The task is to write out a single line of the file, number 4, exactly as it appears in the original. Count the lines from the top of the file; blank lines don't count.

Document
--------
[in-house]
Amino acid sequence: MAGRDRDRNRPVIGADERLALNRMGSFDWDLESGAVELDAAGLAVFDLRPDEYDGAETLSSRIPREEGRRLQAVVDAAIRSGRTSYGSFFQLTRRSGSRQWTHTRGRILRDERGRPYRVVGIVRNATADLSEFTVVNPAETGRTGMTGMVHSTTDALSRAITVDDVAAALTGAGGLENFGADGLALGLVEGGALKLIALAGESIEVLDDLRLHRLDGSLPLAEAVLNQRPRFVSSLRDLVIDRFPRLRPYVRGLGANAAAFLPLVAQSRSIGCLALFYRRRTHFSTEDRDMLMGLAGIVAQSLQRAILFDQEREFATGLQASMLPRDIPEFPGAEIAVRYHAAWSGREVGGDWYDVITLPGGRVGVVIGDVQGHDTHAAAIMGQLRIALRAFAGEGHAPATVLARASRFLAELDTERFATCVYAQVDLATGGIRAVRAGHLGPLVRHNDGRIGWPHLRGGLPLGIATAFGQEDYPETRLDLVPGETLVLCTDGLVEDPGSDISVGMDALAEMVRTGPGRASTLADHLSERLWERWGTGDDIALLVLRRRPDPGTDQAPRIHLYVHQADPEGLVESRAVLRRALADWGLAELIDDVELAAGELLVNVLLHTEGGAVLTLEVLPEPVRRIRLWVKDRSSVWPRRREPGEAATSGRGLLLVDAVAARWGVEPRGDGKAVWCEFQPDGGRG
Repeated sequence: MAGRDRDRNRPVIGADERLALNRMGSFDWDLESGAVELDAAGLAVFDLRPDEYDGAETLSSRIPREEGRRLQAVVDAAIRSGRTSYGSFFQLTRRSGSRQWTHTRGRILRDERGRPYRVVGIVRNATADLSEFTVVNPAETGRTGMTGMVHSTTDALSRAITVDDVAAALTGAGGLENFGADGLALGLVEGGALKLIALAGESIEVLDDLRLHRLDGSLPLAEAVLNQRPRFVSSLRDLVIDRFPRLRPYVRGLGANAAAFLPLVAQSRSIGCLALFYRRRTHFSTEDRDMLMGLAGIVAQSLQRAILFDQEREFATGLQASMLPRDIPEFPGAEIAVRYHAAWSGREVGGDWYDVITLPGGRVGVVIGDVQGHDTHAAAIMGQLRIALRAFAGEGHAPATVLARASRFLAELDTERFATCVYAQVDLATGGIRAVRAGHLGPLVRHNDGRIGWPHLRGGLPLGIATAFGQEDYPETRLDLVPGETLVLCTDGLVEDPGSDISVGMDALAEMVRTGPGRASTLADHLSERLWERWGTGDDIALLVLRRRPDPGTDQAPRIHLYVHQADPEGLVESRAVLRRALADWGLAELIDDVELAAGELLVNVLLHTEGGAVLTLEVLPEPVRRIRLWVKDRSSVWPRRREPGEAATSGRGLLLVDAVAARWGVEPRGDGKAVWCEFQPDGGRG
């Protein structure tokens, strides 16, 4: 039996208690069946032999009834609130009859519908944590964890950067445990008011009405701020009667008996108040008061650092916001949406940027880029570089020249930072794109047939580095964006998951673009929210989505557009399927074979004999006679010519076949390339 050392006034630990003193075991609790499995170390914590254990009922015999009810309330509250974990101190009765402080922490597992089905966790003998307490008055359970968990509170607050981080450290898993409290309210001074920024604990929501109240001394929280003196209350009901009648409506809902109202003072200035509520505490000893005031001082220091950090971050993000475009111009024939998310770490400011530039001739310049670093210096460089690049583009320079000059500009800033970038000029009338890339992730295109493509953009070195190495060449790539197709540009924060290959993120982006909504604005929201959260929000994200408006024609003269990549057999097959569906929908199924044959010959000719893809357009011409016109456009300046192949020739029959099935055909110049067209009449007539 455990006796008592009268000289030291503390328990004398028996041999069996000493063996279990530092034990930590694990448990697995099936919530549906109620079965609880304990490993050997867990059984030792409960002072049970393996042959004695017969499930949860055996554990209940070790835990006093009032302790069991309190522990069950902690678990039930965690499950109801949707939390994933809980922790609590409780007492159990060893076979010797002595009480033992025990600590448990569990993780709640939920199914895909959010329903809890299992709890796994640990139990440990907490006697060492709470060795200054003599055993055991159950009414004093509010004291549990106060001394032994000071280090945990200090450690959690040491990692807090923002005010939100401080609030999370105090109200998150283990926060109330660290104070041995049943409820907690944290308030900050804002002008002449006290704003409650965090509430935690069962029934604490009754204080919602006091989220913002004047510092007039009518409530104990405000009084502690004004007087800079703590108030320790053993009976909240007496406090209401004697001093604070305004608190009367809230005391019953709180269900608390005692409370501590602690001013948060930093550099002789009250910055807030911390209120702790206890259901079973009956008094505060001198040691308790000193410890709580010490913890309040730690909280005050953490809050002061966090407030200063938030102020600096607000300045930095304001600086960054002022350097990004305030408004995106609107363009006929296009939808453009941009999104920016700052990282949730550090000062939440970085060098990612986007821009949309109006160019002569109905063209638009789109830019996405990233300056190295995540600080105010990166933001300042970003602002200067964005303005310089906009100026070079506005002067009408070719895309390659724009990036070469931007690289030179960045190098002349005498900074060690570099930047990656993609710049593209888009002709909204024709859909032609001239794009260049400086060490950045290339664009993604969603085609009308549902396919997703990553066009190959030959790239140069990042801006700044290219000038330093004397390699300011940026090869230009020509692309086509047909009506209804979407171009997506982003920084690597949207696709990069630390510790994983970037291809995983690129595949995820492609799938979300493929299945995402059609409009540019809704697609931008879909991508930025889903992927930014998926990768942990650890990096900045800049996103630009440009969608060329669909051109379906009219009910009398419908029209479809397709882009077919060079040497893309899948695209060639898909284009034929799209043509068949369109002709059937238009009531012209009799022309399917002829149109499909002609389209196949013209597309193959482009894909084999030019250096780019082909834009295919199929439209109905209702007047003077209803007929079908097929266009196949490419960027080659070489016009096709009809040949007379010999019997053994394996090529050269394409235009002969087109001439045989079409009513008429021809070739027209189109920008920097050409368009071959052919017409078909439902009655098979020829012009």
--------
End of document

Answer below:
């Protein structure tokens, strides 16, 4: 039996208690069946032999009834609130009859519908944590964890950067445990008011009405701020009667008996108040008061650092916001949406940027880029570089020249930072794109047939580095964006998951673009929210989505557009399927074979004999006679010519076949390339 050392006034630990003193075991609790499995170390914590254990009922015999009810309330509250974990101190009765402080922490597992089905966790003998307490008055359970968990509170607050981080450290898993409290309210001074920024604990929501109240001394929280003196209350009901009648409506809902109202003072200035509520505490000893005031001082220091950090971050993000475009111009024939998310770490400011530039001739310049670093210096460089690049583009320079000059500009800033970038000029009338890339992730295109493509953009070195190495060449790539197709540009924060290959993120982006909504604005929201959260929000994200408006024609003269990549057999097959569906929908199924044959010959000719893809357009011409016109456009300046192949020739029959099935055909110049067209009449007539 455990006796008592009268000289030291503390328990004398028996041999069996000493063996279990530092034990930590694990448990697995099936919530549906109620079965609880304990490993050997867990059984030792409960002072049970393996042959004695017969499930949860055996554990209940070790835990006093009032302790069991309190522990069950902690678990039930965690499950109801949707939390994933809980922790609590409780007492159990060893076979010797002595009480033992025990600590448990569990993780709640939920199914895909959010329903809890299992709890796994640990139990440990907490006697060492709470060795200054003599055993055991159950009414004093509010004291549990106060001394032994000071280090945990200090450690959690040491990692807090923002005010939100401080609030999370105090109200998150283990926060109330660290104070041995049943409820907690944290308030900050804002002008002449006290704003409650965090509430935690069962029934604490009754204080919602006091989220913002004047510092007039009518409530104990405000009084502690004004007087800079703590108030320790053993009976909240007496406090209401004697001093604070305004608190009367809230005391019953709180269900608390005692409370501590602690001013948060930093550099002789009250910055807030911390209120702790206890259901079973009956008094505060001198040691308790000193410890709580010490913890309040730690909280005050953490809050002061966090407030200063938030102020600096607000300045930095304001600086960054002022350097990004305030408004995106609107363009006929296009939808453009941009999104920016700052990282949730550090000062939440970085060098990612986007821009949309109006160019002569109905063209638009789109830019996405990233300056190295995540600080105010990166933001300042970003602002200067964005303005310089906009100026070079506005002067009408070719895309390659724009990036070469931007690289030179960045190098002349005498900074060690570099930047990656993609710049593209888009002709909204024709859909032609001239794009260049400086060490950045290339664009993604969603085609009308549902396919997703990553066009190959030959790239140069990042801006700044290219000038330093004397390699300011940026090869230009020509692309086509047909009506209804979407171009997506982003920084690597949207696709990069630390510790994983970037291809995983690129595949995820492609799938979300493929299945995402059609409009540019809704697609931008879909991508930025889903992927930014998926990768942990650890990096900045800049996103630009440009969608060329669909051109379906009219009910009398419908029209479809397709882009077919060079040497893309899948695209060639898909284009034929799209043509068949369109002709059937238009009531012209009799022309399917002829149109499909002609389209196949013209597309193959482009894909084999030019250096780019082909834009295919199929439209109905209702007047003077209803007929079908097929266009196949490419960027080659070489016009096709009809040949007379010999019997053994394996090529050269394409235009002969087109001439045989079409009513008429021809070739027209189109920008920097050409368009071959052919017409078909439902009655098979020829012009």